Those Pesky Migration Issues
I hate having to change. I do not know a lot of people that really enjoy it, but there are just certain aspects to change that bug me. And when it comes to changing technologies, it is even more of a headache, both in the short term and in the long term.
When Palm first announced their new WebOS-based Pré, I instantly wanted one. I have been a PalmOS user since the first Palm Pilot replaced my Sharp Wizard as a PDA. OK, so there were a few years of using a couple of paper based systems in there, but when the Pilot came out, I was pretty much hooked. When my Treo650 died, I had two options. Move to the 700W or the Centro. Having test driven a 700W for a week at a conference, I knew it was not going to measure up to the load I put on my devices, so I made the decision to go with the Centro, figuring I would upgrade to the Pré shortly thereafter. This was before Palm, in one of the strangest marketing decisions ever, decided to hang their hat on the Sprint network and lock out the others. I am still not sure what the phone vendors get from these exclusive decisions, but clearly the networks get an awful lot out of it. But I had bigger fish to fry. I live and work in Metro Washington, DC and the choice of network is almost as important as the choice of handset. In fact, in many cases, the network you are on is more important than the capabilities of the phone. It is more than marketing and coverage maps. It is reliable functionality. So I had to wait for the first wave of the Pré to be sold and Palm to open distribution to the other networks, which it finally has. Now I have only a couple of months left before I can upgrade.
And then, this morning, an article in Ars Technica, predicting, not only the death of the Pré, but potentially Palm itself has me rethinking my entire decision, and contemplating a move to another communication device all together, which leaves me in a quandary of having to ask all the migration questions over again.
And if you have never asked them, let us ask them together and see what we come up with. First and foremost, this is not just a phone. As Shawn Powers has opined, cell phones are less about the phone and more about the other services that are available. Unfortunately, whatever device I get, it has to work well as a phone. I still do phone stuff. I talk to vendors, communicate with less technically savvy people and occasionally apply for jobs, all with the phone part of the, well, phone. So it has to be comfortable to use as a phone. This was one of the knocks against the early editions of the BlackBerry – it was not, from a form factor perspective a good phone to use as a phone. It was very difficult to use it for a half-hour conversation. (I suspect this is part of what gave rise to the large after market of headsets, both tethered and bluetooth, but I digress.)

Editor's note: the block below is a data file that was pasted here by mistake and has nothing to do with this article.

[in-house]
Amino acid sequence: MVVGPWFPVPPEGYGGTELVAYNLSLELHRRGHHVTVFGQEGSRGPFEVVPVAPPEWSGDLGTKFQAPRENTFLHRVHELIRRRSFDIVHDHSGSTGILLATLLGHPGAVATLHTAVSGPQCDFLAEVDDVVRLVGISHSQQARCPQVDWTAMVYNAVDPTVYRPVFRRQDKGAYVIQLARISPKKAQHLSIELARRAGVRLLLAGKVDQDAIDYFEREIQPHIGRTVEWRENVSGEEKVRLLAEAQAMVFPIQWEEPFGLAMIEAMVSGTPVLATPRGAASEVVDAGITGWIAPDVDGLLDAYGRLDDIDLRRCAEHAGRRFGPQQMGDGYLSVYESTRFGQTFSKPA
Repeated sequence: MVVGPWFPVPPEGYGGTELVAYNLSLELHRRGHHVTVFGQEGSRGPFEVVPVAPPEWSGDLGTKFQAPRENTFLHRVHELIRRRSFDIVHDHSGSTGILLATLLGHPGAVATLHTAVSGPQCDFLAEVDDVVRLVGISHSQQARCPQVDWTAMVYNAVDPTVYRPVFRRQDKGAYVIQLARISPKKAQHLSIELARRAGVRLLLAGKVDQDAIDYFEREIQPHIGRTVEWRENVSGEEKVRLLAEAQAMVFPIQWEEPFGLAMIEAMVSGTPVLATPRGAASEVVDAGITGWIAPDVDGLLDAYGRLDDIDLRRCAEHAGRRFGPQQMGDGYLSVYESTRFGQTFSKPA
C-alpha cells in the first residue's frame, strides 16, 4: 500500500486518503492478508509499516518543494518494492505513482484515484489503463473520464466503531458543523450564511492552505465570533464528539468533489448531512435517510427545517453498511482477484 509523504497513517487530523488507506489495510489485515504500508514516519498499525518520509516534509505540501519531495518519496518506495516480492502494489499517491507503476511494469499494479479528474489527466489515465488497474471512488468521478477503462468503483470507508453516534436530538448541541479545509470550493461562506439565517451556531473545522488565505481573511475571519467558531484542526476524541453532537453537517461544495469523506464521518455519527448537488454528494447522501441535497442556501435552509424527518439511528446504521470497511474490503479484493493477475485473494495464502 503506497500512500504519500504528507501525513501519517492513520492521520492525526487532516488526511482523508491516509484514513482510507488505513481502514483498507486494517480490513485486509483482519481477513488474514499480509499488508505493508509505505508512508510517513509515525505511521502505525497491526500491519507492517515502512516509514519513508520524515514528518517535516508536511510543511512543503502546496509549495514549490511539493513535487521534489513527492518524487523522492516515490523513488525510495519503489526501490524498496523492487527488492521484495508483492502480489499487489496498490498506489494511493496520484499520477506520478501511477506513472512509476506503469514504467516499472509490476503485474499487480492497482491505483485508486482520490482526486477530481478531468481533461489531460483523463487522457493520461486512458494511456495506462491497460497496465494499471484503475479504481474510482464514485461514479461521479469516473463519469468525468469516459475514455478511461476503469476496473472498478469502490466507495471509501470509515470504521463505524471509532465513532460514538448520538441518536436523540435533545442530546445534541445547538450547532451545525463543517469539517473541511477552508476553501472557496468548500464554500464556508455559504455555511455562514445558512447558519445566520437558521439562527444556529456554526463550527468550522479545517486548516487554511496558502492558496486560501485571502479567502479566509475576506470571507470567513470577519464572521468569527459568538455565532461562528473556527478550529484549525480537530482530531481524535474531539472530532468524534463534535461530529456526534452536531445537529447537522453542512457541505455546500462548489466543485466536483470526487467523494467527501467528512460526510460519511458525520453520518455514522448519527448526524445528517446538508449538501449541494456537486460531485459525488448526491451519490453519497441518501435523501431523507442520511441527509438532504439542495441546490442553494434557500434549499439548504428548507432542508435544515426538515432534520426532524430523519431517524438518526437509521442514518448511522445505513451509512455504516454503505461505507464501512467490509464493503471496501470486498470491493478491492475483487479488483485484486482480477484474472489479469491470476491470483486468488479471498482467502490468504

The next thing it has to do is support more than one email account, preferably via APOP but POP3 works too, and the ability to send back through that account, on a number of different systems. I have four primary email accounts, and they are three different email providers. None of them use Exchange, and I don’t care if they push, as long as they support pull and notification. This is not a huge obstacle anymore, but it is a requirement.
Now we get tricky. It has to support my address book and calendar. This is one thing that Palm did well. It was a great Personal Information Manager. It would integrate appointments, link them with the SMS, email scheduling and note taking function and it was seamless. It would synchronize updates from a PC based program (admittedly it was the Palm desktop, but it was a clean interface for what it did) and allow you to manage your world. It just worked. And it worked in the dreaded upgrades too. Each version of the code would import the older versions without a hiccup. And that is critical for any PIM. If you cannot upgrade your data without pain, then the PIM is not going to work for you long term, and let’s face it, how many of us like retyping into the data fields all of our contact information. If, like me you have been doing this for more than 20 years, you have hundreds of addresses and associated phone numbers and email addresses. Starting over is not an option.
I would like a real browser. That is one drawback on the Centro, and in fact all the PalmOS based systems is that the browser is crippled. This is not a major issue most of the time, but it does occasionally bite me when I am trying to do something, usually look up a restaurant address (another reason why I detest web sites that have over used flash and do not actually have a textual address somewhere, but I digress.)